Even if you’re not among the more than one in 10 Australians with prediabetes, it’s smart to try to keep your blood-sugar level steady.
Spikes from quickly digested sugar and carbs, plus the crashes that follow, can tank your energy and predispose you to diabetes. If you have the disease, it can do all kinds of damage to your nerves and organs.
Here’s how endocrinologist DR Gregory Dodell, 41, works to prevent the disease he sees in the patients he treats all day.
Scrap the scale.
I don’t get on a scale, and I don’t encourage my patients to weigh themselves. Instead, I focus on behaviours, and weight is not a behaviour – it’s a surrogate marker for changes in behaviour. You can’t wake up and say, I’m going to weigh five kilos less. But you can wake up and say, I’m going to try to take a walk every day or I’m going to try to incorporate more vegetables in my diet; both help to control blood sugar.
Eat what you want,if you really want it.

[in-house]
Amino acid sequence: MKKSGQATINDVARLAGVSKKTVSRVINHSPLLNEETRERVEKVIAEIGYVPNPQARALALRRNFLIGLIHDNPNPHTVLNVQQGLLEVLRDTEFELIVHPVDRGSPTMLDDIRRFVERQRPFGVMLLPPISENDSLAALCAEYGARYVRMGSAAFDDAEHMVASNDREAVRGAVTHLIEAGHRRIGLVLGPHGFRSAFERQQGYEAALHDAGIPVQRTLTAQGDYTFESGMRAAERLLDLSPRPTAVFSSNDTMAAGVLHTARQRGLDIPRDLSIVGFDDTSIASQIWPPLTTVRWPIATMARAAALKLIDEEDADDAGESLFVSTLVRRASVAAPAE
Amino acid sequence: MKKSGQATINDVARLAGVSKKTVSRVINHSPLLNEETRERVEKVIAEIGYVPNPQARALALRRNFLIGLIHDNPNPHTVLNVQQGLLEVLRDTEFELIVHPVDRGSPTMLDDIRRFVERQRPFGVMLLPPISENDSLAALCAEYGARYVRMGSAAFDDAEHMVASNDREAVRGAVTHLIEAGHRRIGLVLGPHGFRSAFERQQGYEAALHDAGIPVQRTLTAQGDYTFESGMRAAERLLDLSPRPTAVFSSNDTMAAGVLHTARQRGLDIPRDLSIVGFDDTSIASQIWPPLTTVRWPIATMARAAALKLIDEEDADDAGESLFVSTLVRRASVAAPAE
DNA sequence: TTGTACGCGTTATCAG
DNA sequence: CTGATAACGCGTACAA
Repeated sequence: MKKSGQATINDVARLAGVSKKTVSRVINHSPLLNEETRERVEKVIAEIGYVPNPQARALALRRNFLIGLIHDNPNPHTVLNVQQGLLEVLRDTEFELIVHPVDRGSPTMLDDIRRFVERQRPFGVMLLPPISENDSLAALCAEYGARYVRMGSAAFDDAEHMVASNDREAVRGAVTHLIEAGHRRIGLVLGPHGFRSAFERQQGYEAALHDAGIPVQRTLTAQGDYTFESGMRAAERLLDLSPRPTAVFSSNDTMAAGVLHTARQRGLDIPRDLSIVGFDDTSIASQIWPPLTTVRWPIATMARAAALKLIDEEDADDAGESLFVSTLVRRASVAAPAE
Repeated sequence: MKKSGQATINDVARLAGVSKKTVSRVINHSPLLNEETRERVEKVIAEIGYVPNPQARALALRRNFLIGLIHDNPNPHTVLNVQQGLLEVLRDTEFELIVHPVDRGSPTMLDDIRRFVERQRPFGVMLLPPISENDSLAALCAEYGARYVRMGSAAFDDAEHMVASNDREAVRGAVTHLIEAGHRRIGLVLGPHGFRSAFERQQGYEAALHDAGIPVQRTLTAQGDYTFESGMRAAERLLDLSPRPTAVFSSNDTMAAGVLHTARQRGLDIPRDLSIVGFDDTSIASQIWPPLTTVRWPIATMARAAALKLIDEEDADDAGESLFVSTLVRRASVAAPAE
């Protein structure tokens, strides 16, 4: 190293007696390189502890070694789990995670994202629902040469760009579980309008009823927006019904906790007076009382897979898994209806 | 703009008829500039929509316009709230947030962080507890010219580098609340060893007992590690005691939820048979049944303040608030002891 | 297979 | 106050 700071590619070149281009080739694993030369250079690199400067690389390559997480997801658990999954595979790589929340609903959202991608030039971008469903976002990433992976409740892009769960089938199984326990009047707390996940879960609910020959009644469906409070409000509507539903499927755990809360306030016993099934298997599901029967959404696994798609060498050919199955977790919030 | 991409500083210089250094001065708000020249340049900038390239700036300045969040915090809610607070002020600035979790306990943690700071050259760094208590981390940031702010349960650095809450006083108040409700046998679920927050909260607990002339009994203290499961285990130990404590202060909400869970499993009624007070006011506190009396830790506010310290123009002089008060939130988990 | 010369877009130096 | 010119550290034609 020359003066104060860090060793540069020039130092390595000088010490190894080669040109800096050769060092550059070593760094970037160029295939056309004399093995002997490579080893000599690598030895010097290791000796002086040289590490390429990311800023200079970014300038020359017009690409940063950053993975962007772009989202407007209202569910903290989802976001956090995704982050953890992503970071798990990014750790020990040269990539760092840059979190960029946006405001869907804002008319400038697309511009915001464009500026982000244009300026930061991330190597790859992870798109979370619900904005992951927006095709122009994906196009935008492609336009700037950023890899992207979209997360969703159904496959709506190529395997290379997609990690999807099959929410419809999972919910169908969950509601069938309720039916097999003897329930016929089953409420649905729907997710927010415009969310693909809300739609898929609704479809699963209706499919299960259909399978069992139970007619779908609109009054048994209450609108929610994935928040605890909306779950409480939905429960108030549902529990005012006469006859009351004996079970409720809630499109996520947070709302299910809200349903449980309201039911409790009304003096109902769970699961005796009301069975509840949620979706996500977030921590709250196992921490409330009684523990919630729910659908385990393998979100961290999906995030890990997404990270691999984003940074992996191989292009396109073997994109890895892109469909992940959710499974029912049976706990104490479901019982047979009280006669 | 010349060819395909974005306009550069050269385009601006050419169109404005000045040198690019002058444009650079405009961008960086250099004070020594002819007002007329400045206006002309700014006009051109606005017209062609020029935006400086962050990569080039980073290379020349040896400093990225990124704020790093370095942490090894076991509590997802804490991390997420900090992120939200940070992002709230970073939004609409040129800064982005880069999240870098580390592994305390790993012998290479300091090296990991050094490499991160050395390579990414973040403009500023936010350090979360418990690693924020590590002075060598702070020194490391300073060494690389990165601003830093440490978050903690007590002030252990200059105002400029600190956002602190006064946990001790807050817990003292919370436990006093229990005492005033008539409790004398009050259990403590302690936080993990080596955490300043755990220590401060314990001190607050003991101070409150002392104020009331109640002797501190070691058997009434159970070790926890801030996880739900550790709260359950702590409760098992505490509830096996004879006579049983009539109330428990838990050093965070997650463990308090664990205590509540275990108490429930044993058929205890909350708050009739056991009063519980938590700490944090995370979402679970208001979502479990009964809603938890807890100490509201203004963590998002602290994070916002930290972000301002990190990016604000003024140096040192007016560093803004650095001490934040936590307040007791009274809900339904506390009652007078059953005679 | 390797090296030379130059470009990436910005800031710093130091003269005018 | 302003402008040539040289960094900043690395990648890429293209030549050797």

If I’m in the mood for pasta, I’ll have it. Nutrition shouldn’t be about taking things away. Instead, eating well is about intuition and mindfulness. If I had diabetes, simple carbs like pasta might cause my blood sugar to spike. But you don’t have to cut them out entirely. I argue that people with diabetes can have pasta if they pair it with protein (like chicken), fibre (from vegetables) and some fat (olive oil or cheese), all of which dampen the rise in blood sugar.
Pose, spin, walk.
Being active is important: when you have diabetes, moving around may make your body more sensitive to insulin so that blood sugar enters your cells better. I do yoga, take indoor cycling classes and walk to and from work, about 25 minutes each way. I do it because I enjoy it. I used to run on the treadmill, and 10 minutes in, I’d be miserable. I stopped doing that. I tell patients to do what feels good, not what you think you should do.
Check your internal tracker.
My body processes food pretty well. But if you crash or your blood sugar is high from a meal or a snack like a granola bar, pay attention to your body and make a different behaviour choice next time. We’re so programmed now to listen to external sources about what we should be doing for our health and having trackers for sleep, heart rate and kilojoules. But we have the best tracker ever invented – our bodies.